If the local girls all looked like Ms Jetsun Pema, however - and are "foreign-friendly" - it would be money well-spent!

  • 1

    Foxie

    Japan is first world??? There is only one world. Stop exploiting other cultures.

  • 1

    BurakuminDes

    Japan is first world??? There is only one world.

    Ummm...it's a matter of expression, Foxie. Maybe I should have used "Developed". Developed/Industrialised/First World nations ARE generally pricey to travel in compared to developing nations. Fact. $200 a day on travel expenses in a developing nation IS expensive. Fact.

    Stop exploiting other cultures.

    Where did ya get that nonsense? LOL

  • 1

    Foxie

    I want a world that has the same living standards and prices everywhere.

  • 0

    PT24881

    @paulinusa

    Indeed from my entourage, friends ( individuals ) who have been there referred to 'clumsy' procedure including detailed travel plan will be have to be submitted & applied ahead. Organized tours may be easier ?

  • 0

    gelendestrasse

    Bhutan is on my list but I have one more kid to get through college.....

  • -5

    tmarie

    Since when is $200 expensive? That's what you pay travelling in Japan too.

    Nope. That isn't what I pay when I travel here. Add transportation and you are looking at 400.00 or so extra a day. I have a friend who is from there/lives there and was invited to stay with him. Even WITH staying with him and his family, they were going to charge me crazy rates just to be there, let alone hotel, food, transportation...

    They want rich tourists, they want to keep an eye on them (the rules actually remind me of the ones I hear about with regards to traveling to North Korea) and want contact limited. Fine.

    Like I said earlier, they have great PR because if you knew the history of the country, all these "peaceful" comments and the like wouldn't be made.

    That being said, looks like an amazing country. Perhaps when I am rich enough to visit, I can take my friend up on his offer.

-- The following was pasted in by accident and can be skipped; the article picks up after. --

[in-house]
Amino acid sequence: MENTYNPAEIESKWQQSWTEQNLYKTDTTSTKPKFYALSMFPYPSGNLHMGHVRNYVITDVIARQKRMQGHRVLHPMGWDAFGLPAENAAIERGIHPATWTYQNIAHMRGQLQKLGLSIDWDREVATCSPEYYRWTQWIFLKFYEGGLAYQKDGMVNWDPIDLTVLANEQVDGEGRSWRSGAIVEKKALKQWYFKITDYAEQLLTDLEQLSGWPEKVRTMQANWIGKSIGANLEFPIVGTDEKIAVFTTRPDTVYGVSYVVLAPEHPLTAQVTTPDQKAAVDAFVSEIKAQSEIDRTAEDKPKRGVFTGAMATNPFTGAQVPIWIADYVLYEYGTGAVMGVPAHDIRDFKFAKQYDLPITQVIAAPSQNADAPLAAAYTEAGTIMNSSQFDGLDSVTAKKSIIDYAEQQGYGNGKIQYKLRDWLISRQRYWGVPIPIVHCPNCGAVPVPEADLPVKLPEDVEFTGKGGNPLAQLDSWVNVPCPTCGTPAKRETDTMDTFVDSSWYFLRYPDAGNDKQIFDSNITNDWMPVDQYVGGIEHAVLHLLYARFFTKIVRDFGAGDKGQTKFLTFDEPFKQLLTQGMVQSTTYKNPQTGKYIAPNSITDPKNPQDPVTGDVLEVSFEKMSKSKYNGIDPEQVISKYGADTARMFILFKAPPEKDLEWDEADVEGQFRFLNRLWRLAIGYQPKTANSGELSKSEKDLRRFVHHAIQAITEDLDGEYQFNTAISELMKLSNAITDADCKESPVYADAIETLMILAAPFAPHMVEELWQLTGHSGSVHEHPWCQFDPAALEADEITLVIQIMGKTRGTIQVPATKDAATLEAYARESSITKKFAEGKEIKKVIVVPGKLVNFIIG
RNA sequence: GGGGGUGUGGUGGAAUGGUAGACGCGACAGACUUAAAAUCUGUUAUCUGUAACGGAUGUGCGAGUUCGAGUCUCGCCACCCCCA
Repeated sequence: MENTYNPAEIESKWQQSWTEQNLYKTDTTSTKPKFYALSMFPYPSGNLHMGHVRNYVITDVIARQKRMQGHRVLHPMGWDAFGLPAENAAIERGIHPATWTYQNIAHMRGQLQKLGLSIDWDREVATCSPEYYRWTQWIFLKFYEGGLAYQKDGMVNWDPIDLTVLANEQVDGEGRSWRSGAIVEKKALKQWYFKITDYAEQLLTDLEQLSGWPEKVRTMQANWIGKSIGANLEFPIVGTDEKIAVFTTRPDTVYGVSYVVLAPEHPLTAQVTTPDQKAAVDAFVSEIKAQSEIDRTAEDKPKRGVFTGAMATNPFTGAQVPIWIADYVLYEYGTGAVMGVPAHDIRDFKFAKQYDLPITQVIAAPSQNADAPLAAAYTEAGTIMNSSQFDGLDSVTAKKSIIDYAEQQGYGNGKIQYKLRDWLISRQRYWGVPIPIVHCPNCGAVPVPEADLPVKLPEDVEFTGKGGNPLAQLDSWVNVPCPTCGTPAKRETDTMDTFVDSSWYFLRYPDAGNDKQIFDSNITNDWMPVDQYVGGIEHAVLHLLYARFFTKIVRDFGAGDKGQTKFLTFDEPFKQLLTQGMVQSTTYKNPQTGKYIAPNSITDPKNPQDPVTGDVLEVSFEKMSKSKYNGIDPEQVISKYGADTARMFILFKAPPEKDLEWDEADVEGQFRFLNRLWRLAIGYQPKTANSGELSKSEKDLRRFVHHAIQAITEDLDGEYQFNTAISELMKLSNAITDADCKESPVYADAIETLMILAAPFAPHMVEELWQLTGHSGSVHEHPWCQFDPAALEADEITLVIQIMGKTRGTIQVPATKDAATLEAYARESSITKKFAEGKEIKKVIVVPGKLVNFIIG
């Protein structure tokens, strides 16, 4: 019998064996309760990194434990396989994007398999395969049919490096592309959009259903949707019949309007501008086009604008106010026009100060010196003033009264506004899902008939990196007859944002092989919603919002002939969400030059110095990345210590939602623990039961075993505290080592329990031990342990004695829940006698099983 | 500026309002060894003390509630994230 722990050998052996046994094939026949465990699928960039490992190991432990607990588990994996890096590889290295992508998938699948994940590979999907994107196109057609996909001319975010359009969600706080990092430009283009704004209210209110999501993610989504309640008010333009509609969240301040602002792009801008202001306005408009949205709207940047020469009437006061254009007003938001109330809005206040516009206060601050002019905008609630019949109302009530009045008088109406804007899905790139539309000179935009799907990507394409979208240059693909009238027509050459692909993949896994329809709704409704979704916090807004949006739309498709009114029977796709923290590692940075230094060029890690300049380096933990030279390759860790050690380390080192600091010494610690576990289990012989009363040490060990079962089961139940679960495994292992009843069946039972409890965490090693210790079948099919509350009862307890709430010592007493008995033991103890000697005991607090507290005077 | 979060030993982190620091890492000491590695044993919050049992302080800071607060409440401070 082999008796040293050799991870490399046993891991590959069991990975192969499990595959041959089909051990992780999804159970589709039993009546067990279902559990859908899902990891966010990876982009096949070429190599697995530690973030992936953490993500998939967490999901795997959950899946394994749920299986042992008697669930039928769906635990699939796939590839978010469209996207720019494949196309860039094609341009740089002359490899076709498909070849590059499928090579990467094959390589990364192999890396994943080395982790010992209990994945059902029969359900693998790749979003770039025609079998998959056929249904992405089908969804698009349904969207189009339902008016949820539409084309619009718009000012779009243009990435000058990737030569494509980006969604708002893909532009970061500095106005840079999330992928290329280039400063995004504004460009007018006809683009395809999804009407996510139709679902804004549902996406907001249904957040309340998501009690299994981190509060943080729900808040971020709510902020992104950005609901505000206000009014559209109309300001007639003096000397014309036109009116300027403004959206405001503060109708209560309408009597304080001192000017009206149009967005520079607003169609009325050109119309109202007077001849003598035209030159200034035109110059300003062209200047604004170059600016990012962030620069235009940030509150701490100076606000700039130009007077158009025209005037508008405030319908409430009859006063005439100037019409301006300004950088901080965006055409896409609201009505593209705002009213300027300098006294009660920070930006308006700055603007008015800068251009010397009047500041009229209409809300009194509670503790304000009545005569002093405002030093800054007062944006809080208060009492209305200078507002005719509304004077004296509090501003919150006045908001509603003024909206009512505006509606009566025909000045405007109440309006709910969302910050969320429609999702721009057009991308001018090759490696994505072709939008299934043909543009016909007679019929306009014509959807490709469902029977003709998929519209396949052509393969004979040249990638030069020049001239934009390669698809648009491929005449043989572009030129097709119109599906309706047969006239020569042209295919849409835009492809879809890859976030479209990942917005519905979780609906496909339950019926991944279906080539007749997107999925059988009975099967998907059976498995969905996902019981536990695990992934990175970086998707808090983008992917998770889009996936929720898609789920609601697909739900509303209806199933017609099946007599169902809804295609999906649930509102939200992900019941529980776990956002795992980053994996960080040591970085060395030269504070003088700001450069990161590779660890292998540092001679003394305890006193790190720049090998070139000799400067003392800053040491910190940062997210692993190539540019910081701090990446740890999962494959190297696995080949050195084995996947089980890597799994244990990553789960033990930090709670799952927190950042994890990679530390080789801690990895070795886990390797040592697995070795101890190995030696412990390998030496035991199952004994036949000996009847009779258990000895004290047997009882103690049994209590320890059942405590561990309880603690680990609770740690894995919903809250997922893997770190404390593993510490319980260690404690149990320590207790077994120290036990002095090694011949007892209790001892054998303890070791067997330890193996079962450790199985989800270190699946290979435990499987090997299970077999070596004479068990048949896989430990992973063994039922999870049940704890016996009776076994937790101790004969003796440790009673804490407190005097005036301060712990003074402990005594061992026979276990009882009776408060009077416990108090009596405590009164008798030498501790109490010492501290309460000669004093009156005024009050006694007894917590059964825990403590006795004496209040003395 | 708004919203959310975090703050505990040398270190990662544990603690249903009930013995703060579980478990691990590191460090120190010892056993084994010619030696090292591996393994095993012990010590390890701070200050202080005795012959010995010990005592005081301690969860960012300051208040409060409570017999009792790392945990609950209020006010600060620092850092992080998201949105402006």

• 0

    buchailldana

    He seemed an awful nice man.very soothing voice and peaceful mesage.good on him.

  • 1

    mntz1128rts

    I have a friend who is from there/lives there and was invited to stay with him. Even WITH staying with him and his family, they were going to charge me crazy rates just to be there, let alone hotel, food, transportation...

    Just wanted to let you know that if you are indeed invited into the country by a citizen or resident you are not required to pay for anything by law other than a $50 visa fee upon your arrival. The person you thought was your "friend" may have been misleading you.

    They want rich tourists, they want to keep an eye on them (the rules actually remind me of the ones I hear about with regards to traveling to North Korea) and want contact limited. Fine.

    The govt. doesn't "keep an eye" on anyone and there is really no basis for comparison to NK of all places. Contact with the people is also not limited in anyway.

    Generally your experience in the country would depend on the quality of the travel agency you booked your tour with or the hospitality of the person who invited you over.

  • 0

    CHAMADE

    Aman has a few resorts - very small ones - here and there in Bhutan, for the affluent Japanese visitors. Aman may be very predictable these days but it is sually comfportable, if outrageously overpriced. Bhutan is a very costly destination anyway, so...take LOTS of money. And go in a good month.

  • 0

    Foxie

    @mntz1128rts: You seem to know a lot about Bhutan. Is it better to go in spring, like late April or in September weatherwise?

  • 0

    DS

    Just checked the Bhutan tourism homepage, and the price is going up! Soon it will be $250 per day per person. SO, for a family of four, it will cost up to $1000 per day to visit Bhutan. Sounds like a ripoff. Upwards of $5-7000 for a week? Give me a break.

  • 0

    Foxie

    I found a 20 day trip all inclusive guide, transportation, accomodation and food for $275 per day. Not so expensive.

  • 0

    Foxie

    In comparison, a trip to the USA with transportation, guide and accomodation costs $250 per day. The food is extra.

  • 0

    bhutanguidance

    Bhutan is gifted with great leader and we have beautiful culture and tradition preserved till to this date. Our great king has invented the philosophy of Gross National Happiness. Visiting Bhutan is greatest gift with beautiful culture and scenery.

  • 1

    mntz1128rts

    @Foxie

    You seem to know a lot about Bhutan. Is it better to go in spring, like late April or in September weatherwise?

    Both Spring and Autumn are relatively mild (unless you're planning on doing some hiking and trekking up the mountains). I think the only real difference is that it tends to be rainier around September. However I think that's also when there are the most festivals taking place.